So it goes…
VONNEGUT, Kurt, Jr. Slaughterhouse-Five or the Children's Crusade. New York: Delacorte Press, 1969.
8vo., original blue cloth boards, author's facsimile signature in gilt to upper cover; lettered in black, red and gilt to spine; black end papers; original unclipped pictorial dust jacket designed by Paul Bacon; pp. [xiv], 186, [viii]; slight spotting to blue cloth; some sunning to wrapper; minimal marks to upper panel of wrapper; light spotting to upper and outer edges; contemporary ownership inscription in ink to half-title; internally bright and clean, a very good copy.
A sci-fi infused anti-war novel, centring on the infamous fire-bombing of Dresden during the Second World War. Vonnegut was, at the time, an American prisoner of war, and survived the bombings from 60 feet underground in the meat locker of a derelict slaughterhouse, together with fellow POWs and a couple of dazed German guards. Emerging to rubble, ash and twisted metal, they discovered that between 18,000 and 25,000 people had been killed. Often described as one of the greatest anti-war books, it took him more than 20 years to put this experience into words. After all, as Charles J. Shields writes in Vonnegut’s biography, And So It Goes: “How to write about a tremendous event of war that he had been there for, and yet had not been there for, because he was suspended underground?” Vonnegut himself wrote of the novel, "there is nothing intelligent to say about a massacre. Everybody is supposed to be dead, to never say anything or want anything ever again."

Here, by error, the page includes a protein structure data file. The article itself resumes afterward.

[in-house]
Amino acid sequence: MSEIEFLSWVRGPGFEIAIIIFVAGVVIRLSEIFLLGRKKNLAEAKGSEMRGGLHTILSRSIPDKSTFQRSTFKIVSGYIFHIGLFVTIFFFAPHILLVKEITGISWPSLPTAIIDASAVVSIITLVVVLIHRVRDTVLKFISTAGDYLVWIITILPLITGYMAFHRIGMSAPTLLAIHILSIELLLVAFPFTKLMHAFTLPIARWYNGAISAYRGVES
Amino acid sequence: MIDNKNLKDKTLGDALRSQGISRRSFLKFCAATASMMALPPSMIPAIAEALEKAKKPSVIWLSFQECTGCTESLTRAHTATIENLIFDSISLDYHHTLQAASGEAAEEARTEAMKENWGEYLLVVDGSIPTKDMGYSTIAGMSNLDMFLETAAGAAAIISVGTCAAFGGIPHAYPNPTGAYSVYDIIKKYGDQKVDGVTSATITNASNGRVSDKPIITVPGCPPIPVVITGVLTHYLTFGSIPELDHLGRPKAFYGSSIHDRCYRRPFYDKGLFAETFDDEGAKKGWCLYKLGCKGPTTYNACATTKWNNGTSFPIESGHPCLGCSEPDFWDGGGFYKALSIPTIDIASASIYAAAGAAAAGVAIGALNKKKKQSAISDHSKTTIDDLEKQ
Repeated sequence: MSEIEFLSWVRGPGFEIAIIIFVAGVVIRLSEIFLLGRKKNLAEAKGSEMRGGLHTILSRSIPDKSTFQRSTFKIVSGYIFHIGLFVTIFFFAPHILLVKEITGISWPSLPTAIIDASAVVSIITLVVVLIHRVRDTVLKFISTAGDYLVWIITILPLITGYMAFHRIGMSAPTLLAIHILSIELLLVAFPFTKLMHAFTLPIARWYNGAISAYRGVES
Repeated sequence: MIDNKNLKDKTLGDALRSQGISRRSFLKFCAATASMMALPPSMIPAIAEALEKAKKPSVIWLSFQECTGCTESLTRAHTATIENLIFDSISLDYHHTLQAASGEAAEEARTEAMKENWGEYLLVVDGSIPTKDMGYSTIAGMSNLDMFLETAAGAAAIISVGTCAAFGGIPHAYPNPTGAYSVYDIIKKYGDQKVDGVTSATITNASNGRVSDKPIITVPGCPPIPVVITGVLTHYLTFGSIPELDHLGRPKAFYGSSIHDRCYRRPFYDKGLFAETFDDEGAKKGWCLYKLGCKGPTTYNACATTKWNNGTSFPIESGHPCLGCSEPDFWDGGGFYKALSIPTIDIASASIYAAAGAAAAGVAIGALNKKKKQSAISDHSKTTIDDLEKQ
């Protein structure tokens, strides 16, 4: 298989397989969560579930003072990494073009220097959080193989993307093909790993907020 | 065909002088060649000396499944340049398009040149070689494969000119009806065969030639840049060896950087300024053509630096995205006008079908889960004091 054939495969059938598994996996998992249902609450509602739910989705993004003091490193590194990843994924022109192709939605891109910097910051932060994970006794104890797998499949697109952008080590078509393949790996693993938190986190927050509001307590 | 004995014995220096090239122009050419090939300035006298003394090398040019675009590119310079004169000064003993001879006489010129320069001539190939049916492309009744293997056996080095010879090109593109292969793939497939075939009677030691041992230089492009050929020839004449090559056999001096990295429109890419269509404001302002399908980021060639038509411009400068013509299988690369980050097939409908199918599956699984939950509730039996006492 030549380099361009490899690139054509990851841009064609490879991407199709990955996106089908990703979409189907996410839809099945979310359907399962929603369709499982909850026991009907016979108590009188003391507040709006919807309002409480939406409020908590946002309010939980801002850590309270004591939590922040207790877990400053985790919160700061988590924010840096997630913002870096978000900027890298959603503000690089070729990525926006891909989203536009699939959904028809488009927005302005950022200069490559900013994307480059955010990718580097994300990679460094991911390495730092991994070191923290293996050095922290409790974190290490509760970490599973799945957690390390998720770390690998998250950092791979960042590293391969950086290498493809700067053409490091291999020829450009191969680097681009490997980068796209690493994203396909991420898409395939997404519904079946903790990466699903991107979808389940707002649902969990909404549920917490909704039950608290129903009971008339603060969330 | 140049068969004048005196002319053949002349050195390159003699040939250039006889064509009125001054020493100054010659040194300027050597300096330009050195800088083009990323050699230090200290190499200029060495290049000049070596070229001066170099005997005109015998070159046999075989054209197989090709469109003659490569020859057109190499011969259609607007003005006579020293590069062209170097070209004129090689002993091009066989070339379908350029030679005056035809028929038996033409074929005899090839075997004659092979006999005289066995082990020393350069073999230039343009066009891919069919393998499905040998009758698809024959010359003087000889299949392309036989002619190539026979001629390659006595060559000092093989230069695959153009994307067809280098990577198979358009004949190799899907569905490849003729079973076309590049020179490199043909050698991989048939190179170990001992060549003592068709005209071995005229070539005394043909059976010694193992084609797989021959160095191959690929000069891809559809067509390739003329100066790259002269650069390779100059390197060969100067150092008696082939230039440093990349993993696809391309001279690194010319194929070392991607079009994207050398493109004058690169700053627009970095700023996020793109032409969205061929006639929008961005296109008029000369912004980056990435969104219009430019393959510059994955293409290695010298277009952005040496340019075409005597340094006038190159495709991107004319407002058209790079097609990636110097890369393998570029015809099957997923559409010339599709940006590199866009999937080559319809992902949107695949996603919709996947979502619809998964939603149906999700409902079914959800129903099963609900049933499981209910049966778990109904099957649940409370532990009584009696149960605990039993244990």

With this backdrop, it would be natural to think that Slaughterhouse Five was a dark and chilling book. However, the novel concentrates more on the absurdity of war, flitting back and forth between the US, 1940's Germany and Tralfamadore, an alien planet where Billy Pilgrim, Vonnegut's semi- autobiographical protagonist, finds himself at one moment being viewed as a specimen in an extra-terrestrial Zoo, and the next wandering a post-apocalyptic city looking for corpses. It is in this way that Vonnegut expertly combines black humour, irony, the truth and the absurd.
2019 marked the 50th anniversary of the novel’s initial publication.